Wednesday, February 06, 2008

Bloom's Taxonomy

Even when I'm in school I'm thinking about poker.

I'm taking an Extension course through the University of Washington - a certificate program for Human Resources. My company has been gracious enough to pay for this - freeroll!

Monday nights, we talk about Developing Effective Training Programs. I didn't expect this to be anywhere near interesting, but since I found a way to relate it to poker, it keeps my interest. Last Monday, we started getting into the bulk of the material about developing a program, and our instructor mentioned Bloom's Taxonomy. Now, we only discussed this for less than an hour, so I won't claim to be an expert, but here's a quick summary:

Bloom suggests that there are six levels of learning within what he calls the "cognitive domain", broken into three hierarchical groups. The first group consists of Knowledge (i.e. recollection of facts and techniques) and Comprehension (i.e. translation of said facts). Learning at it's most basic form consists of these two levels. The next group consists of Application (using knowledge & comprehension in new circumstances) and Analysis (Identify motives or causes). The final group consists of Synthesis (compile information differently) and Evaluation (present & defend judgments or opinions). Again, this is a very basic summarization

As the class is discussing this, I start drifting away, thinking about how this relates to poker, and it seems very relevant to how one improves as a poker player. When one first learns about poker, one could say it goes in this order:

Knowledge (i.e. what are the cards, hand rankings, bettingcheckingfoldingraising)

Comprehension (i.e. folding = losing the hand, betting or raising = trying to win the hand, etc.)

Application (i.e. betting can mean a good hand or a bluff, betting in position vs. out of position, pot odds, etc.)

Analysis (i.e. betting trends, multi-street betting, etc.)

Synthesis (i.e. assigning possible hands & ranges, probablity of hands, pot odds vs. hand ranges, etc.)

Evaluation (i.e. defending or critiquing someone or your own action)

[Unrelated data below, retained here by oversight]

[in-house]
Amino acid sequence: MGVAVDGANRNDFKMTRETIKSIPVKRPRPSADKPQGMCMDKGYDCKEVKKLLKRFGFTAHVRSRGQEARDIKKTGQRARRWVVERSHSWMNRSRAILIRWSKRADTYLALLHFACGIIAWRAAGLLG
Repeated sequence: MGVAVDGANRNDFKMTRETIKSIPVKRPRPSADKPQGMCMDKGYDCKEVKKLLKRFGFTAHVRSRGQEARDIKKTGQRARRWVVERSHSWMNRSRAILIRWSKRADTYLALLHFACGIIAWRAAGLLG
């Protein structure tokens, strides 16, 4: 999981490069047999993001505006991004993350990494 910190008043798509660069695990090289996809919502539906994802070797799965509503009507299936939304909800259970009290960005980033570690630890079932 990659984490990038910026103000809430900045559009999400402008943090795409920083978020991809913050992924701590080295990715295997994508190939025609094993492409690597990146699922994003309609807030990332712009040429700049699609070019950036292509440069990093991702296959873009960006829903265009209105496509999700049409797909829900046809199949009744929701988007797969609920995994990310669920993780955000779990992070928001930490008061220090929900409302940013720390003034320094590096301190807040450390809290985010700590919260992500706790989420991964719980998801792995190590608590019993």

Whether or not those examples properly demonstrate Bloom's Taxonomy, I can't say with confidence, but I think it shows the hierarchical value of each level. What I found particularly interesting is that Evaluation is the final step. As applied to poker, I would infer that Bloom's Taxonomy suggests that, before one can claim to have acquired the skill of being able to evaluate a poker decision, one has to successfully complete the five preceding levels. I think there's definitely some truth to this as it applies to my growth as a poker player.

I've been a poker blogger for over a year now, yet I often times find myself hesitant to comment on other blogs when the discussion turns to hand histories or poker strategy for one main reasons: I am not confident in my ability to process the information to the extent that I can evaluate a particular action. I think it's fair to say that, if I'm not confident in that ability, then my skill level as a poker player is limited.

As it stands right now, I think I'm safely somewhere on the Analysis level. If I intend to improve as a poker player, I need to expand my learning into the Synthesis & Evaluation levels. I don't know if there's any right path to getting to those levels, but it's at least something to shoot for.


At February 7, 2008 at 12:54 PM, Blogger RaisingCayne said...

Oh gawd, I am so thankful I'm out of college!

On another topic, it's great to hear you coming to some modest realizations about the level of your game... especially right before you get your @$$ handed to you on Saturday!!! ...

...Oh, Cayne talk trash. Cayne talk trash very well.

See ya Saturday!


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